For some, the allure of the open road, rumbling exhaust and the wind in your face are irresistible. Throw in camaraderie, lifestyle and the spirit of adventure, and it’s easy to understand motorcycle riding’s escapist appeal.
Over the years, motorcycles have increased in refinement, sophistication, comfort and safety, according to Consumer Reports. That makes them both more accessible to entry-level bikers and treats for empty nesters who see the new machines as easier to ride than the ones they remember.
The motorcycle landscape, though, is changing. The recession took a 50 percent bite out of sales (down to about 560,000 units per year), and they have not recovered. The average age of bikers has crept up slightly to 43. But the ratio of female bikers has doubled in the past decade, to 12 percent of the riding population.
With those demographics in mind, Consumer Reports surveyed owners to find out two things: how reliable top-selling brands are in terms of frequency of repair, and how happy those brands make their owners.
What Consumer Reports found is that reliability and satisfaction are not necessarily tied together. The most beloved bike belonged to an American company — Victory — even though it was not among the more reliable brands. That distinction belongs to the perennially strong Japanese-built machines.
WHY RELIABILITY MATTERS
The last thing a biker wants to worry about is a breakdown on the open road. Choosing a bike from a brand with a better-than-average reliability track record can tilt the odds in your favor. But things can, and sometimes do, go wrong.
Consumer Reports’ survey of its subscribers shows that the Japanese brands are significantly more reliable than most bikes from other regions — led, in order, by Yamaha, Suzuki, Honda and Kawasaki. Domestic brands Victory and Harley-Davidson were mid-pack; Triumph, Ducati, BMW and Can-Am were the more trouble-prone brands.
Its survey of subscribers who reported on more than 12,300 motorcycles from model years 2008 to 2014 also showed that bike categories have differing levels of reliability. The analysis adjusted for mileage driven over a 12-month period and estimated repair rates for 4-year-old models without a service contract.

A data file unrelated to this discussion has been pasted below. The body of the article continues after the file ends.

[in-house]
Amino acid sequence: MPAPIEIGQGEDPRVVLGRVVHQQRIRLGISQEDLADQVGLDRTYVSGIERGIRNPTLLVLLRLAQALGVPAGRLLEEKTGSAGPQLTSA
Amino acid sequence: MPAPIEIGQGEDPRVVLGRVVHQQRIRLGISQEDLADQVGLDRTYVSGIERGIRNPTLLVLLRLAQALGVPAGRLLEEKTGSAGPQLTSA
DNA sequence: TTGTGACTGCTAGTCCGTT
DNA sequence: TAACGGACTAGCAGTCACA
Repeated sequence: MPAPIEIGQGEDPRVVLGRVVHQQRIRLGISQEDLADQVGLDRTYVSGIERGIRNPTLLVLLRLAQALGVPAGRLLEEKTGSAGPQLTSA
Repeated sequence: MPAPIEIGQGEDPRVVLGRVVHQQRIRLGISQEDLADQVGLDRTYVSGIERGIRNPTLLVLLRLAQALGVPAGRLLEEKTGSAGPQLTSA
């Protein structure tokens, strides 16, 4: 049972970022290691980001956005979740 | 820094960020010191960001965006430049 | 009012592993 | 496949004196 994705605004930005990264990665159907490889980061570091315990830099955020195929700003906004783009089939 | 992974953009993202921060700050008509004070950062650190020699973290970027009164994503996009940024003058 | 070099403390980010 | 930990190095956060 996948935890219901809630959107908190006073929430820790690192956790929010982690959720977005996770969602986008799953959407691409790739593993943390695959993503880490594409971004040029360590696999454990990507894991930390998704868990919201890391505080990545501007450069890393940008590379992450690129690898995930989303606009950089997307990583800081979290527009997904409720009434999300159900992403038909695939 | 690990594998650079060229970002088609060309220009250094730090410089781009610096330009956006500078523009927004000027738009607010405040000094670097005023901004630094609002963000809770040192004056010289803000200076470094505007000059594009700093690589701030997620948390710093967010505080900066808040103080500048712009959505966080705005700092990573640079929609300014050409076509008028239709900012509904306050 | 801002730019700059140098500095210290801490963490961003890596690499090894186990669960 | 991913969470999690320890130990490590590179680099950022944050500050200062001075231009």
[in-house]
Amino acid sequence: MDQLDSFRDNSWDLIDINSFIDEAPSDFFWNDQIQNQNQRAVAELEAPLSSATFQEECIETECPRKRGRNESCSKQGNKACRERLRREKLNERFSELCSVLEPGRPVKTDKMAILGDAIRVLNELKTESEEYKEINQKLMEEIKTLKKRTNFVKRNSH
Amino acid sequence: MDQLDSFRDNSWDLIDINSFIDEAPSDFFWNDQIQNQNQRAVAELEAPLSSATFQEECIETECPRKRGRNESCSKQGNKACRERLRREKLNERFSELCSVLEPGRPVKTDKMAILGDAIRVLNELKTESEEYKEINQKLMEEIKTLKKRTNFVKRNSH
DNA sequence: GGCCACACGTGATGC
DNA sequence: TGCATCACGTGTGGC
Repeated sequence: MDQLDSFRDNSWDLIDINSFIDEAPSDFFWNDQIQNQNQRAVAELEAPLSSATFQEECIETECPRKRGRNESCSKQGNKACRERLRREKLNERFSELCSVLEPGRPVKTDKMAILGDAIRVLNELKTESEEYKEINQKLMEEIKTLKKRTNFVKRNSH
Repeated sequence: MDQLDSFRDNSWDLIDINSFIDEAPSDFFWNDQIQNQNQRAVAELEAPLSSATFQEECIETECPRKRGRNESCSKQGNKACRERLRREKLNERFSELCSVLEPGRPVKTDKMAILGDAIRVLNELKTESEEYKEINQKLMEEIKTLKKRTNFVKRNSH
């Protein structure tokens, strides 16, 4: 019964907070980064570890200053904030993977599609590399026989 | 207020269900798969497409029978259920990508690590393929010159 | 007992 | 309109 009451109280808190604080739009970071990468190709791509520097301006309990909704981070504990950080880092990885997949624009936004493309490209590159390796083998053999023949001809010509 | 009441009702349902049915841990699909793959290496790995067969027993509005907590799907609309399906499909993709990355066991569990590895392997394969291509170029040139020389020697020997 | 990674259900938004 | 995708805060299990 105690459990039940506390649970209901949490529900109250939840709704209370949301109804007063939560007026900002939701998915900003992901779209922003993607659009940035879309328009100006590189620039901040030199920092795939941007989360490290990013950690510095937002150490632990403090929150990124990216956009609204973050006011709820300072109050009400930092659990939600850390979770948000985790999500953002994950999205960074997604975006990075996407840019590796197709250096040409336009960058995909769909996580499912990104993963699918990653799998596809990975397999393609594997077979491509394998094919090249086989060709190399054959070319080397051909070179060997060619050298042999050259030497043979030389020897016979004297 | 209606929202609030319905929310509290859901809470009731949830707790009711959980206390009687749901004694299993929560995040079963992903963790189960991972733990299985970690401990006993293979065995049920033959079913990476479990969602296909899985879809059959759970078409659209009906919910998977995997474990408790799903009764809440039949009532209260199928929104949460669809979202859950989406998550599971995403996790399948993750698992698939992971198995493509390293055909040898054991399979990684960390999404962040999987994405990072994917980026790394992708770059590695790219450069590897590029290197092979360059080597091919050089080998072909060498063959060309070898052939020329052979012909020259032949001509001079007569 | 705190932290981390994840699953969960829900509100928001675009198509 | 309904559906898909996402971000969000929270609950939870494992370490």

WHERE THE SEAT MEETS THE STREET
But owner satisfaction — i.e., happiness — is an entirely different measure from reliability. Eighty percent of Victory owners said they would definitely buy the same bike if they were to do it all over again. Harley-Davidson owners were also quite happy, with 72 percent responding likewise, trailed closely by Honda at 70 percent. All other brands were below 70 percent.
SET ASIDE $400 FOR REPAIRS
Cruisers appear to require fewer repairs than other types of motorcycles, with just a 15 percent failure rate by the fourth year of ownership. The range of problems from cruiser, dual-sport/adventure, standard, touring, sport touring and sport bikes ranged from 15 to 23 percent, in that order. But none is statistically more failure-prone than the others.
At the other end of the spectrum, three-wheeled bikes had significantly greater risk of repairs, especially those with two front and one rear wheel. Can-Am, which makes only trikes, was almost twice as likely to experience a problem as most other types of motorcycles.
Among those bikes needing repair, 45 percent incurred no expense, suggesting that many riders are performing the work themselves or having the bikes repaired under the original manufacturer’s warranty.
Of those that did incur out-of-pocket expenses, the average motorcycle repair bill was $342, with the cost being heavily dependent on brand and type. For those brands that Consumer Reports has adequate data on, median repair costs ranged from $269 for Kawasaki to $455 for BMW. Dual-sport/adventure bikes and cruisers were less expensive to repair, costing $313 and $322 on average, and sport touring models were pricier at $383.
The main takeaway is that no matter which brand you favor or type of motorcycle you buy, squirreling away $400 to cover surprise repairs would be wise.
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